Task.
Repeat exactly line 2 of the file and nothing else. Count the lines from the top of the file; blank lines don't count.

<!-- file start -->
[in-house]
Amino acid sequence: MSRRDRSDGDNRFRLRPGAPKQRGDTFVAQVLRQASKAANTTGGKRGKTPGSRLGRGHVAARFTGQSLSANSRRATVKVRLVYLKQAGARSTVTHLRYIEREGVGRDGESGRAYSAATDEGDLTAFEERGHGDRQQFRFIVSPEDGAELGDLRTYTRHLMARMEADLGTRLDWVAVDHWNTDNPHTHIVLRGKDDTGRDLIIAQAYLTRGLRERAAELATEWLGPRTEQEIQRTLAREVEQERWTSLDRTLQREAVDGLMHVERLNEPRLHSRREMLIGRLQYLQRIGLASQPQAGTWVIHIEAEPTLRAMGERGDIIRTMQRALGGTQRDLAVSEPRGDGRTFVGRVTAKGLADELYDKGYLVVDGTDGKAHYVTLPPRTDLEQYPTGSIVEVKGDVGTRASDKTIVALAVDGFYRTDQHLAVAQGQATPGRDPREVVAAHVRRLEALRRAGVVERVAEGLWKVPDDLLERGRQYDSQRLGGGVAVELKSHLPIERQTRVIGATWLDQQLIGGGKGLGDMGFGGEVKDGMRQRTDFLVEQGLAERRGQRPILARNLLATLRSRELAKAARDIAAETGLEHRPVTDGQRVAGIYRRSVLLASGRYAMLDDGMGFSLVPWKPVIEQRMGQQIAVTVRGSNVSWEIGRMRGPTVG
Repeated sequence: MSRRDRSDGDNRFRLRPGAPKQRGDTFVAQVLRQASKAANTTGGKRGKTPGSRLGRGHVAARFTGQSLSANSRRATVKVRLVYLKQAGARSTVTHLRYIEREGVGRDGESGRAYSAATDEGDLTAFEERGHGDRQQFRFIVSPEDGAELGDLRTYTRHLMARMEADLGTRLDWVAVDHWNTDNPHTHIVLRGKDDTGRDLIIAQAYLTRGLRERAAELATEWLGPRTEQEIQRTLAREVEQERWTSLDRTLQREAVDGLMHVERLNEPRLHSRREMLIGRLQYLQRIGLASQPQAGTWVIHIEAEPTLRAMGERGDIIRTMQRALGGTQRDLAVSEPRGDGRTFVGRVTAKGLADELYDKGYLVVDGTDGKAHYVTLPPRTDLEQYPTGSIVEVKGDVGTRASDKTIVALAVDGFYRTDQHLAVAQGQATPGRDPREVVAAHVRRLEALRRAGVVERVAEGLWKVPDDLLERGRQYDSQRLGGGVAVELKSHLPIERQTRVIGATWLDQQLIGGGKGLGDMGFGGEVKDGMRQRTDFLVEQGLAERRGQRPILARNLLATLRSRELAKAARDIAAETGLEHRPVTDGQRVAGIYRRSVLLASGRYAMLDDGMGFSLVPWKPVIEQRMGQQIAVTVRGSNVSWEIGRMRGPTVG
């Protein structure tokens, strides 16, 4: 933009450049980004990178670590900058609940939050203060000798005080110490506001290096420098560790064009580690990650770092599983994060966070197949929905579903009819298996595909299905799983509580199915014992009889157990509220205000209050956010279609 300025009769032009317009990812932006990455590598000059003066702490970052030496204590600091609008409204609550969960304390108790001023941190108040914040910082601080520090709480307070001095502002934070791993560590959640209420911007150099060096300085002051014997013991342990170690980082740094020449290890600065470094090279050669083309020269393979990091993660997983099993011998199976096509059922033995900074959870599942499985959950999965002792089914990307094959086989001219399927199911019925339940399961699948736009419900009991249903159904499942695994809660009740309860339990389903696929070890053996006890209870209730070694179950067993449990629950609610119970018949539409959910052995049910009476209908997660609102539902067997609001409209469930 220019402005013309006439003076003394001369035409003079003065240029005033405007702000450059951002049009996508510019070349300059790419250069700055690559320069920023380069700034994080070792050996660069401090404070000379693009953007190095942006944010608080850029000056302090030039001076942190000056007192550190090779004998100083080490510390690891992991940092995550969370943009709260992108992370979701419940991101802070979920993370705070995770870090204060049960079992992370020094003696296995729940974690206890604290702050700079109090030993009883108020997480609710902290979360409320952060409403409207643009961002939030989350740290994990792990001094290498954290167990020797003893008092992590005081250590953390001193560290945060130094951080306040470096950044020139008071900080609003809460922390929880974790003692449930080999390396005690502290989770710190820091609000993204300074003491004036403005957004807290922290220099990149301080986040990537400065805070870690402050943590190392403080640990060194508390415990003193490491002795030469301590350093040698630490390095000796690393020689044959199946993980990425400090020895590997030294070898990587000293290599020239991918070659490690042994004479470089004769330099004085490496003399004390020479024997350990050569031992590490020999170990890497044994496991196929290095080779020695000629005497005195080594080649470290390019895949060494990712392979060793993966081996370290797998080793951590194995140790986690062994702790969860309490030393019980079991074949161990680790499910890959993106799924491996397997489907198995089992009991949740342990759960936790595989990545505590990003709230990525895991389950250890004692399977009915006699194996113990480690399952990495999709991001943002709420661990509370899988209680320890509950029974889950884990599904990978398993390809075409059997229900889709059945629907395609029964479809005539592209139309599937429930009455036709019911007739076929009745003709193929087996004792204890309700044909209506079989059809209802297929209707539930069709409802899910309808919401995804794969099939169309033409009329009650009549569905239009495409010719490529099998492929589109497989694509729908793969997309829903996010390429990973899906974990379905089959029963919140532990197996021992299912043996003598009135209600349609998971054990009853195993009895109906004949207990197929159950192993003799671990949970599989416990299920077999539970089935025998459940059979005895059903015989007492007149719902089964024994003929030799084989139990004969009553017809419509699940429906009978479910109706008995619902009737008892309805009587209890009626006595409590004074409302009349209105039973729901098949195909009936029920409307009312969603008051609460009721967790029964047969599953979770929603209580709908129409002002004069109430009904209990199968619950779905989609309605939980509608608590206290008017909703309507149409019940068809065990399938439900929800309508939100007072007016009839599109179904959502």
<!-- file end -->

Amino acid sequence: MSRRDRSDGDNRFRLRPGAPKQRGDTFVAQVLRQASKAANTTGGKRGKTPGSRLGRGHVAARFTGQSLSANSRRATVKVRLVYLKQAGARSTVTHLRYIEREGVGRDGESGRAYSAATDEGDLTAFEERGHGDRQQFRFIVSPEDGAELGDLRTYTRHLMARMEADLGTRLDWVAVDHWNTDNPHTHIVLRGKDDTGRDLIIAQAYLTRGLRERAAELATEWLGPRTEQEIQRTLAREVEQERWTSLDRTLQREAVDGLMHVERLNEPRLHSRREMLIGRLQYLQRIGLASQPQAGTWVIHIEAEPTLRAMGERGDIIRTMQRALGGTQRDLAVSEPRGDGRTFVGRVTAKGLADELYDKGYLVVDGTDGKAHYVTLPPRTDLEQYPTGSIVEVKGDVGTRASDKTIVALAVDGFYRTDQHLAVAQGQATPGRDPREVVAAHVRRLEALRRAGVVERVAEGLWKVPDDLLERGRQYDSQRLGGGVAVELKSHLPIERQTRVIGATWLDQQLIGGGKGLGDMGFGGEVKDGMRQRTDFLVEQGLAERRGQRPILARNLLATLRSRELAKAARDIAAETGLEHRPVTDGQRVAGIYRRSVLLASGRYAMLDDGMGFSLVPWKPVIEQRMGQQIAVTVRGSNVSWEIGRMRGPTVG